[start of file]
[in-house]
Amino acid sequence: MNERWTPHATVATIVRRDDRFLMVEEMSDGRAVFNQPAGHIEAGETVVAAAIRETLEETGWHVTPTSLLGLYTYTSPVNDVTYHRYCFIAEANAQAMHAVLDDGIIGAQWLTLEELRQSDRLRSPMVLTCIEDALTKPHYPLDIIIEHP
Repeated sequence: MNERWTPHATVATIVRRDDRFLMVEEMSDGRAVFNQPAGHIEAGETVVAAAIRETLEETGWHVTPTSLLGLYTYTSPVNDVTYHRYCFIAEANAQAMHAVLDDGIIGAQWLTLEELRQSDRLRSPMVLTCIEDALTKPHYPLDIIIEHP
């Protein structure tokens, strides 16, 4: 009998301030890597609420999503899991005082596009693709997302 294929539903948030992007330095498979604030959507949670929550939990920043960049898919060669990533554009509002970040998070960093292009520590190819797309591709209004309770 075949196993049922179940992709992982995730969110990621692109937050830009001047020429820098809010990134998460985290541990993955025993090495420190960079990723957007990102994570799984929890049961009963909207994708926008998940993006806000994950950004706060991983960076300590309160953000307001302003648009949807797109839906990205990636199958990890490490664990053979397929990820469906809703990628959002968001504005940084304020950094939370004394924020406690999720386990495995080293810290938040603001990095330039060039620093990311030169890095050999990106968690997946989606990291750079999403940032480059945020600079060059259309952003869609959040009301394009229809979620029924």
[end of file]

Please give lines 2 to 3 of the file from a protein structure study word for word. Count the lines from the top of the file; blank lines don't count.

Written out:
Amino acid sequence: MNERWTPHATVATIVRRDDRFLMVEEMSDGRAVFNQPAGHIEAGETVVAAAIRETLEETGWHVTPTSLLGLYTYTSPVNDVTYHRYCFIAEANAQAMHAVLDDGIIGAQWLTLEELRQSDRLRSPMVLTCIEDALTKPHYPLDIIIEHP
Repeated sequence: MNERWTPHATVATIVRRDDRFLMVEEMSDGRAVFNQPAGHIEAGETVVAAAIRETLEETGWHVTPTSLLGLYTYTSPVNDVTYHRYCFIAEANAQAMHAVLDDGIIGAQWLTLEELRQSDRLRSPMVLTCIEDALTKPHYPLDIIIEHP